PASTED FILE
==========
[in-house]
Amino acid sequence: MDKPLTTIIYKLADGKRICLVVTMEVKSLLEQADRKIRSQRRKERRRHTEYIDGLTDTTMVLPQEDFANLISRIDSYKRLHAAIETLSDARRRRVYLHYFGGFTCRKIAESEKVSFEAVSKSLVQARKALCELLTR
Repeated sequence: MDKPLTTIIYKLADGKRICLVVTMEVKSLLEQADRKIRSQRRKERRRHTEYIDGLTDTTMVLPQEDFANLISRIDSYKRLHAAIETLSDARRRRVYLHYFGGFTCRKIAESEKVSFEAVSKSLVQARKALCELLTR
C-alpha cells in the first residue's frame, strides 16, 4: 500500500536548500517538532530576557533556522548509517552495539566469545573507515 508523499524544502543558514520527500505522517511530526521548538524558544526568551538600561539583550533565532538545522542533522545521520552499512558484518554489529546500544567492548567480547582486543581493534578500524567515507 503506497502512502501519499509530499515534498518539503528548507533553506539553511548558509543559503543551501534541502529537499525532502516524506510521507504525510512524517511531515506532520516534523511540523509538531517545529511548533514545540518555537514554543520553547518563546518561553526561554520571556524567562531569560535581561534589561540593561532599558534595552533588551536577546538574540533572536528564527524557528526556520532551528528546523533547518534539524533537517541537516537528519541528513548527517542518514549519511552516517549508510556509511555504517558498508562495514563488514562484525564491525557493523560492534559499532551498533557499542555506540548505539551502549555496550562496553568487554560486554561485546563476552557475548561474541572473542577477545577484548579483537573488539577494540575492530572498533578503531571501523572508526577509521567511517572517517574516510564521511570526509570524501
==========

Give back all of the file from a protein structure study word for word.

[in-house]
Amino acid sequence: MDKPLTTIIYKLADGKRICLVVTMEVKSLLEQADRKIRSQRRKERRRHTEYIDGLTDTTMVLPQEDFANLISRIDSYKRLHAAIETLSDARRRRVYLHYFGGFTCRKIAESEKVSFEAVSKSLVQARKALCELLTR
Repeated sequence: MDKPLTTIIYKLADGKRICLVVTMEVKSLLEQADRKIRSQRRKERRRHTEYIDGLTDTTMVLPQEDFANLISRIDSYKRLHAAIETLSDARRRRVYLHYFGGFTCRKIAESEKVSFEAVSKSLVQARKALCELLTR
C-alpha cells in the first residue's frame, strides 16, 4: 500500500536548500517538532530576557533556522548509517552495539566469545573507515 508523499524544502543558514520527500505522517511530526521548538524558544526568551538600561539583550533565532538545522542533522545521520552499512558484518554489529546500544567492548567480547582486543581493534578500524567515507 503506497502512502501519499509530499515534498518539503528548507533553506539553511548558509543559503543551501534541502529537499525532502516524506510521507504525510512524517511531515506532520516534523511540523509538531517545529511548533514545540518555537514554543520553547518563546518561553526561554520571556524567562531569560535581561534589561540593561532599558534595552533588551536577546538574540533572536528564527524557528526556520532551528528546523533547518534539524533537517541537516537528519541528513548527517542518514549519511552516517549508510556509511555504517558498508562495514563488514562484525564491525557493523560492534559499532551498533557499542555506540548505539551502549555496550562496553568487554560486554561485546563476552557475548561474541572473542577477545577484548579483537573488539577494540575492530572498533578503531571501523572508526577509521567511517572517517574516510564521511570526509570524501